Study the following paragraph. Find out the correct meaning of
draft by studying the context.
• Note the italicized word draft in the paragraph. Let’s look at its
meaning by studying the context.
(1) draft – a current air
(2) draft – a plan
(3) draft – a written order for money payable to a bank
(4) draft – to select or draw money
(5) draft – to drink or something taken in.
• When we use context clues in learning the meaning of a word, we
read the words that follow it and then derive its meaning from
them or from the context.
Let’s Study This
A strong draft had blown the window open. With a
loud clutter, it blew away the window shutter. Shivering,
Cindy got up the bed to draft a temporary replacement for
the shutter until daybreak. As soon as the bank opened, she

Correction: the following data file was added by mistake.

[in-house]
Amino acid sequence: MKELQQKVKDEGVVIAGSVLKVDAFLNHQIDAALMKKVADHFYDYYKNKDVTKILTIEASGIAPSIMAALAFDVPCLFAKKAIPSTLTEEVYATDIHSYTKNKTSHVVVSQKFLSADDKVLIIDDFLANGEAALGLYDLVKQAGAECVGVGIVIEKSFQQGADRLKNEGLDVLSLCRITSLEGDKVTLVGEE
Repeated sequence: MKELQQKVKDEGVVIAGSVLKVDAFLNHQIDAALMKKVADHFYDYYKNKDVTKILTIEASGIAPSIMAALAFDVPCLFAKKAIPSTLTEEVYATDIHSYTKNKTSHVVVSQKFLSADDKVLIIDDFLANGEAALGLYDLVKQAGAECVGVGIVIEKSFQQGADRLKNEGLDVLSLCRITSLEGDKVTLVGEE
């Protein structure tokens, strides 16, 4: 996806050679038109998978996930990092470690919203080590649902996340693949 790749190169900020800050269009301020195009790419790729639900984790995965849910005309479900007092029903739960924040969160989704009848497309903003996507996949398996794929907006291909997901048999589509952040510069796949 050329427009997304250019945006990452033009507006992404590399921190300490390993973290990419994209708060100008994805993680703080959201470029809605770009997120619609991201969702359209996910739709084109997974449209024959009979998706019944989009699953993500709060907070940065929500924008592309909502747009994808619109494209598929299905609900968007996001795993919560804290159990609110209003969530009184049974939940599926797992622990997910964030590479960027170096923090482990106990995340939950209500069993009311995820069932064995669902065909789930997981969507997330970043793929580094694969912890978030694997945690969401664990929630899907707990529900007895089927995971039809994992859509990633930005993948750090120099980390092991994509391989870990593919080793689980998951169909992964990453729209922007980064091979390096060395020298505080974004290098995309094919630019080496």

would encash the draft her mother had sent so she could
buy a good window shutter. Then she would draft her
friends to help put up the shutter. She would reward her
friends with a cold draft of fruit juice.
The heavy rain muffles the loud music in the bedroom that’s
why the baby’s sleep remains undisturbed.
• Which word in the sentence means “to deaden the sound of” or
“to keep down”? The word muffle means “to keep down.”
What is the correct meaning of each italicized word? Choose your
answer from the box opposite each set. Write only the letter.
(Note: Numbers 1 and 2 correspond to 3 points each. Number 3
corresponds to 4 points.)
1. ______ A. Each child had brought
his/her racket for the
game. a. plan for getting
b. metal or wooden
hoop for playing
c. loud noise
______ B. What a racket they
made as they played their
______ C. What racket can I make
to take advantage of this
2. ______ A. The hunters wanted to
get some leopards but the
quarry was too clever for
a. excavation from
which stone is taken